The U.S. stock market has found its albatross in the Russia-Ukraine crisis – or so the financial media would have you believe. Perhaps it's true: After all, just as tensions are rising in Crimea -- the region of Ukraine that is in the crosshairs -- U.S. stocks struggled on Friday, with the benchmark S&P 500 and the narrower Dow Jones Industrial Average (DJINDICES:^DJI) both losing 0.8%. If the Ukrainian crisis is weighing on market sentiment, it really shouldn't be (more on this below).
Still, it wasn't only about geopolitical risk on Friday, as investors panned Amazon.com's (NASDAQ:AMZN) stock for its quarterly results, sending the shares down by roughly a tenth -- the worst performance of any stock in the S&P 500 (here's my full take on Amazon's earnings). Amazon's decline also hurt the technology-heavy Nasdaq Composite Index (NASDAQINDEX:^IXIC), which fell 1.8%. One high-profile technology company, Microsoft (NASDAQ:MSFT), impressed investors with its earnings report; that was enough for the stock to outperform the broad market and its sector. In absolute terms, however, it could do no better than tread water, rising just 0.1%.
Nevertheless, here are two statistics to put today's decline in a less alarmist perspective:
- On the week, the S&P 500 was flat, not down (alright, strictly speaking, it was down... by less than 0.1%).
- The S&P 500 is less than one-and-a-half percent below its early April all-time high.
Diplomatic and particularly military escalation between Russia and Ukraine could certainly lead to further volatility in the short term, but that has everything to do with price action and psychology, and nothing to do with business values and fundamentals.
Indeed, according to data provider FactSet, as of April 15, only six companies in the S&P 500 had even mentioned the Ukraine crisis during their earnings conference call. These were FactSet's conclusions [my emphasis]:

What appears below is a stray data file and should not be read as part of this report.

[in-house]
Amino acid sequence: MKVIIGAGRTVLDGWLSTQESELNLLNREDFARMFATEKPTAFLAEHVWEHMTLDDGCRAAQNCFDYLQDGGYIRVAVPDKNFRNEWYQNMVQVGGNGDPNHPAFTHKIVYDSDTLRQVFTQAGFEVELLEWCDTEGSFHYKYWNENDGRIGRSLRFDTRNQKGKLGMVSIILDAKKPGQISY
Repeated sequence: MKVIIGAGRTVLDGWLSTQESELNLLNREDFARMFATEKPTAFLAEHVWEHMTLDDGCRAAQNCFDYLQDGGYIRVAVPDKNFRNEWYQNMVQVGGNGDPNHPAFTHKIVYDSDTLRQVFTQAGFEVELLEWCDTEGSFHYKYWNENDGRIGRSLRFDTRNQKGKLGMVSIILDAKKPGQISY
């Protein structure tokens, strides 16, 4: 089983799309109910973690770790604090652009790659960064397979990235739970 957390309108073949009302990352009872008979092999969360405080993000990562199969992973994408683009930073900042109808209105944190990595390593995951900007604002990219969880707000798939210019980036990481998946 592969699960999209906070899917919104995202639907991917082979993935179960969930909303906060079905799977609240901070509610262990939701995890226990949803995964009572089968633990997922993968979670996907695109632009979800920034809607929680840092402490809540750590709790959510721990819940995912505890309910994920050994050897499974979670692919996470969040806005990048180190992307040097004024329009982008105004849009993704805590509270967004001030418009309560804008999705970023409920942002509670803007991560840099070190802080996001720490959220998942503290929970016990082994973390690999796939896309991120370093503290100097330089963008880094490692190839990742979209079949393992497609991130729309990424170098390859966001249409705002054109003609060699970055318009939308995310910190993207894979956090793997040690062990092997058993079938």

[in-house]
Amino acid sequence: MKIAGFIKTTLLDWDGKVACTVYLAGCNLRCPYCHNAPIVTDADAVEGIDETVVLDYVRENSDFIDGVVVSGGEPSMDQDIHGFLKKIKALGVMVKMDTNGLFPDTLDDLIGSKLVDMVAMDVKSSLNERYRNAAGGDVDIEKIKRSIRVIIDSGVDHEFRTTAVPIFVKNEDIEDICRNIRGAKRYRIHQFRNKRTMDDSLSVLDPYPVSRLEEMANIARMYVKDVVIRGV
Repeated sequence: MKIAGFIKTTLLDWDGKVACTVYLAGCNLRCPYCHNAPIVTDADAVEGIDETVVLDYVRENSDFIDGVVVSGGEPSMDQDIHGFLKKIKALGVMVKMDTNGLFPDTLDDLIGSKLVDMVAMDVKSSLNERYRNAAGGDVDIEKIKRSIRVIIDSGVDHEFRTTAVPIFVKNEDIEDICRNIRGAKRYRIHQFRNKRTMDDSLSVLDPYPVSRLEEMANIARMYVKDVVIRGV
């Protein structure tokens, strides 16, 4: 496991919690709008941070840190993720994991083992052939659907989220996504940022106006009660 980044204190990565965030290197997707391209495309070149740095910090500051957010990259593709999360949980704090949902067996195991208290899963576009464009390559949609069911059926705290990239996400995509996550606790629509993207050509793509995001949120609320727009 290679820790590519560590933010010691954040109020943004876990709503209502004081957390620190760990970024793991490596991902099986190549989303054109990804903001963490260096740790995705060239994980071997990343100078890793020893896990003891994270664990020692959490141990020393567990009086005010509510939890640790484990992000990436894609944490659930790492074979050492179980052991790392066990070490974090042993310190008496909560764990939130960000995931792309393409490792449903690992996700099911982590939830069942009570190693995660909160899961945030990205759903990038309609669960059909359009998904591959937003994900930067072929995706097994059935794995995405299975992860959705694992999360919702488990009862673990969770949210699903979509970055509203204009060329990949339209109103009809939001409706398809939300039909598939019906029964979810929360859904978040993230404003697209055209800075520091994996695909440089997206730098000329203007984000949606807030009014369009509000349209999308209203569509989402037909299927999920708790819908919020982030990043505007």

None of the companies stated that the crisis was having a significant impact on their business to date. The comments from the companies generally fell into three camps. Two companies stated that the impact has been small and manageable (Carnival Corporation and Monsanto). Two companies stated that there has been little to no impact, and that the size of their business in the region is likely too small to have a substantial overall impact (NIKE and Johnson & Johnson). Finally, two companies stated that the situation has caused an increase in uncertainty in the markets, but did not cite a direct impact on their business (Accenture and Citigroup).
In other words, the impact on any of these companies' fundamentals has been negligible, at worst. The conflict between Russia and the Ukraine would need to get much, much worse for it to even begin to have any real impact on U.S. company profits. Even then, it's far from obvious that selling stocks would be the intelligent response for a long-term investor. At the beginning of March, when Berkshire Hathaway CEO Warren Buffett was asked if he thinks the Ukraine crisis could devolve into "a World War III situation... a return to the Cold War," this was his answer:
Well, if you tell me all of that is going to happen, I will still be buying the stock. You're going to invest your money in something over time. The one thing you could be quite sure of is if we went into some very major war, the value of money would go down.
I mean, that's happened in virtually every war that I'm aware of. So the last thing you'd want to do is hold money during a war. And you might want own a farm. You might want to own an apartment house. You might want to own securities. But, I mean during World War II you know, the stock market advanced and stock markets advance over time.
Adopting the same rationally optimistic view and long-term mind-set is critical to eliminating the constant noise we are subjected to from the financial media and, ultimately, achieving adequate investment results.